Friday, 11 November 2016

The Terror by Dan Simmons

review by Maryom

In 1845 Sir John Franklin led an expedition to discover the North-West Passage, a sea-route passing through the maze of ice and islands that make up Canada's northern coast to reach Alaska and the Pacific Ocean. His two ships - Terror and Erebus - were equipped with the latest steam technology and ice-breaking hulls, but even that wasn't enough to cope with treacherous Arctic conditions, and the ships became trapped in the ice - not just over winter, but throughout an exceptionally cold summer too.
At that point, history leaves the crew marooned with no real explanation of what happened to them - and that's where Dan Simmons steps in with The Terror ...
After two years stuck in the ice, food and coal supplies are getting low, but a greater danger is stalking the expedition; a huge, nameless, formless thing that attacks and kills crew members one by one.

I've had The Terror sitting around on my 'to be read' shelf for a long while, and picked it up just before Halloween thinking it would be a fitting read, but at over 900 pages, it's taken a while to get through. I would say though that at no point in all those pages was I bored!
As you've probably surmised, the story is a mix of historical adventure and horror - and to be honest I found the history of the expedition fascinating and didn't think the story needed the horror aspect.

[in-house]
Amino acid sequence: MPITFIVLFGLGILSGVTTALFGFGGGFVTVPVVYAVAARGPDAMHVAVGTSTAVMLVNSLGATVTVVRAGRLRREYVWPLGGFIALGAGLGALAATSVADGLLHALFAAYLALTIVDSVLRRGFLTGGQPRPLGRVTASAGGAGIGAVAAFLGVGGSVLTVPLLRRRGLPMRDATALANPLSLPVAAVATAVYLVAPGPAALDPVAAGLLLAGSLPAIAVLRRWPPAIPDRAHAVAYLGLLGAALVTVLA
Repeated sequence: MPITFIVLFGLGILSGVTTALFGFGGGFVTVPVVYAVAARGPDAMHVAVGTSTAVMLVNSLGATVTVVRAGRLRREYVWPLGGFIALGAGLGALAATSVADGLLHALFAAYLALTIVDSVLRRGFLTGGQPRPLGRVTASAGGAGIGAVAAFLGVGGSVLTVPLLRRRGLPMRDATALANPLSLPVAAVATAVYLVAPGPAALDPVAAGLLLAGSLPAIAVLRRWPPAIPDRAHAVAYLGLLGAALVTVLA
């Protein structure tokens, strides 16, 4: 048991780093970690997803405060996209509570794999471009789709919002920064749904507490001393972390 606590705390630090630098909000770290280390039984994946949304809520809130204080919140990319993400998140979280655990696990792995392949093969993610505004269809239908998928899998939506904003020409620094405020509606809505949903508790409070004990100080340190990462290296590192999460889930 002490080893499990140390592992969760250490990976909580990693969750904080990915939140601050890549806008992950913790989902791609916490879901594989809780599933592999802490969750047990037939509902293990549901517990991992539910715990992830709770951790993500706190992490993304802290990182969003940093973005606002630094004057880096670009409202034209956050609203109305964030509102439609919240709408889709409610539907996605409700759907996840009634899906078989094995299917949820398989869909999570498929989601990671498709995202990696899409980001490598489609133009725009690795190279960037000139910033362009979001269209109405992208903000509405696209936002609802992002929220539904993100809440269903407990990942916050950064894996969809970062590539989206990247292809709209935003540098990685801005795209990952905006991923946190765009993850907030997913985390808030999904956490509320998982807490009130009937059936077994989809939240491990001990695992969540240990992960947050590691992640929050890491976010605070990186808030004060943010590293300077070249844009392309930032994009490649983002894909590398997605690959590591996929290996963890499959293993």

I was aware to a certain extent of the Franklin expedition and its search for the North-West passage, but only in the briefest way. Simmons brings those bare facts and dates to life; the conditions on board ship, the extensive supplies designed to last five years, the hopefulness and enthusiasm at the beginning of the voyage and gradual decline in moral as both officers and men realise that they're stuck not merely overwinter (which is to be expected) but through summer and at least another winter in the ice. I was particularly impressed with how Simmons used a mix of flashbacks and conversations to flesh in the details of past voyages to both Arctic and Antarctic, without having to fall back on just listing events. The descriptions of long, dark endless nights, the sound and feel of ice moving and cracking bring the almost alien surroundings vividly to life.
The horror didn't grab me, or frighten me as much, but I wasn't worried; the whole story of the Franklin expedition is a mystery, and fascinating as such, so this is an excellent read as a fictional version of an intriguing piece of history. (For anyone interested, I read somewhere recently that the Erebus may have been discovered at last, making this a doubly timely read)

Maryom's review - 4 stars 
Publisher - 
Bantam Press
Genre - 
adult, exploration, arctic 

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